I use the acronym of “C.H.O.I.C.E.S” to describe what shared leaders must adhere to in order to persevere. The reality is that these are choices we make in every successful and fruitful relationship we develop, including marriage.
C is for Covenant
The number one choice my business partner and I made when we started our company in 1984 was to always have each other’s back and to support each other one hundred percent—even if it cost us personally. We wanted people to see that nothing was going to divide us. This developed into an amazing give-and-take relationship. Our covenant was built and sustained on the balance of this acronym of CHOICE. I would advise partnerships to develop a covenant agreement that both partners sign. Use the agreement to help hold the partnership and relationship accountable, ensuring it will be an enduring blessing to God.
H is for Humility
The Bible teaches us so much about humility. It is the number one struggle in partnerships. I would urge partners to make a choice to adhere to the words of Philippians 2:3-4,
“Do nothing out of selfish ambition or vain conceit. Rather, in humility value others above yourselves, not looking to your own interests but each of you to the interests of the others.”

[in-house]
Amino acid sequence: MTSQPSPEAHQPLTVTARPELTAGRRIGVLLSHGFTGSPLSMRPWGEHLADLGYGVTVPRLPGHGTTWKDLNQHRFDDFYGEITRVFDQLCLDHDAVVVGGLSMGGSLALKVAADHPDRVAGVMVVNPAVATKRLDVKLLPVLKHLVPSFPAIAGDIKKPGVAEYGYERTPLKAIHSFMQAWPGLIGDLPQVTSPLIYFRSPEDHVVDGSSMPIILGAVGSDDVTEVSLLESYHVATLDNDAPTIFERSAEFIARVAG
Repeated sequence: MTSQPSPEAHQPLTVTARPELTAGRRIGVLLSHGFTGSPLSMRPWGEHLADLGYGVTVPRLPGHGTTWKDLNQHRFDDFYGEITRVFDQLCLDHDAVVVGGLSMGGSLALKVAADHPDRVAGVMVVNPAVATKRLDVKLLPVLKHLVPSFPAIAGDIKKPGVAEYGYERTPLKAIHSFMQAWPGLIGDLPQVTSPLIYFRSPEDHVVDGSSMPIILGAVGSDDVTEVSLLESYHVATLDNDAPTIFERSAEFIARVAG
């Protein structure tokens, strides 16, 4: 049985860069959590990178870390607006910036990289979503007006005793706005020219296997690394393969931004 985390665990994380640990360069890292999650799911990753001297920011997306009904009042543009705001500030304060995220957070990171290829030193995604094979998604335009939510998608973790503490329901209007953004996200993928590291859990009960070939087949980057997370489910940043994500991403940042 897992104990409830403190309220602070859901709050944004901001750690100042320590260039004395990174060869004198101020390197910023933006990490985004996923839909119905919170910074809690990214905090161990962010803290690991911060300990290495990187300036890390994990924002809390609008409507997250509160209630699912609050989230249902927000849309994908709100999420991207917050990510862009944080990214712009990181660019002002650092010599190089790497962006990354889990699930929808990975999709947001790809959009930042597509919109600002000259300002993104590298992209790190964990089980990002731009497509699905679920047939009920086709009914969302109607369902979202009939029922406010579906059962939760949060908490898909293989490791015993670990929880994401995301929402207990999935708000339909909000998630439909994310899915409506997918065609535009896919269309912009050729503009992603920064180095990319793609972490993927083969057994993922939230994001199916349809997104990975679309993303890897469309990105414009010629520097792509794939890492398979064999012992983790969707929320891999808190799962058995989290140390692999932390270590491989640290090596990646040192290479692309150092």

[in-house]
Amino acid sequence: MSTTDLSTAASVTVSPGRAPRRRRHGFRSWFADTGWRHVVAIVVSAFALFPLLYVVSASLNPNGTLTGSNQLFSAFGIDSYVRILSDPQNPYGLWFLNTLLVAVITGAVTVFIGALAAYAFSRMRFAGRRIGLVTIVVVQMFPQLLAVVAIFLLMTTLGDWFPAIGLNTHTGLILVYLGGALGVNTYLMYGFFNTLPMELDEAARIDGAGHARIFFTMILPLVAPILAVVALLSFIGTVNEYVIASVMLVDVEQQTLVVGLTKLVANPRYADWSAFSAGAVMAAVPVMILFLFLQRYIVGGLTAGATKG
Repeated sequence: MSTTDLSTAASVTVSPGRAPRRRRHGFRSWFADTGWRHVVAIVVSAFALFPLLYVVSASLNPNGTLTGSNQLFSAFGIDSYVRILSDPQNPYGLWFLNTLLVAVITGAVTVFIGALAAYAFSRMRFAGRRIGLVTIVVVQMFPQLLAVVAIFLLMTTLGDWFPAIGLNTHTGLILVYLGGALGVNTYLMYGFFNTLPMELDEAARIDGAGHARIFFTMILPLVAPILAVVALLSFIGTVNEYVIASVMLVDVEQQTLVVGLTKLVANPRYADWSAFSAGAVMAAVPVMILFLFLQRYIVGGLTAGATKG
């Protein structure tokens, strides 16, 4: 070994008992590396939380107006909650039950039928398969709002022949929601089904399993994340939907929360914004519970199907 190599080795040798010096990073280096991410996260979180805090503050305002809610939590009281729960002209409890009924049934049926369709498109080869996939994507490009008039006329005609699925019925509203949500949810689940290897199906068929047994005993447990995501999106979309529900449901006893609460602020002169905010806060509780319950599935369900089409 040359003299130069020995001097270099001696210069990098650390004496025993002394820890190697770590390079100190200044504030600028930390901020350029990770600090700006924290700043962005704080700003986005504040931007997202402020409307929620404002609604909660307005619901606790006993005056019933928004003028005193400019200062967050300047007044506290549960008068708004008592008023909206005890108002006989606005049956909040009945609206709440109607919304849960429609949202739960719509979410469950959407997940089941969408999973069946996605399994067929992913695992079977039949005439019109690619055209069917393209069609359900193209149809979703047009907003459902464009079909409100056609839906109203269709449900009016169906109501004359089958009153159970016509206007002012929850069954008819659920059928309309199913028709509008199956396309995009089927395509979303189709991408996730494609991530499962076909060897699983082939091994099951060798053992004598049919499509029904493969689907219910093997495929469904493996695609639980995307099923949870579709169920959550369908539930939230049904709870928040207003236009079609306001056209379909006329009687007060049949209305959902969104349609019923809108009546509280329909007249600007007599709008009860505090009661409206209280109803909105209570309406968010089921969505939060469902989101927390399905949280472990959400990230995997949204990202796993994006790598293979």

These verses require us to be disloyal to our pride. Pride comes before the fall. I saw this so clearly in one of the churches mentioned above when the pride of one man caused so much hurt and pain, splitting the church. We all make mistakes; if only I could undo the mistakes I have made because of my pride and ego. In partnerships, mistakes will be made by all. However, we are reminded in Ephesians 4:2,
“Always be humble and gentle. Be patient with each other, making allowances for each other’s faults because of your love.”
I would also add, “… because you have covenanted with your partner and made a choice to be humble.”
O is for Openness
My business partner was the best I have ever seen at demonstrating this. Some people say it was a fault of his but as I look back, it was a wonderful trait. He never allowed anything to fester or get swept under the proverbial rug. He was great at holding everyone accountable to their actions, including me. He received accountability as well. I had to work at coming forward with my issues with him; I would tend to hold grudges. We had a number of colleagues in our lives who could tell when we needed to clear the air; we gave them permission to tell us so.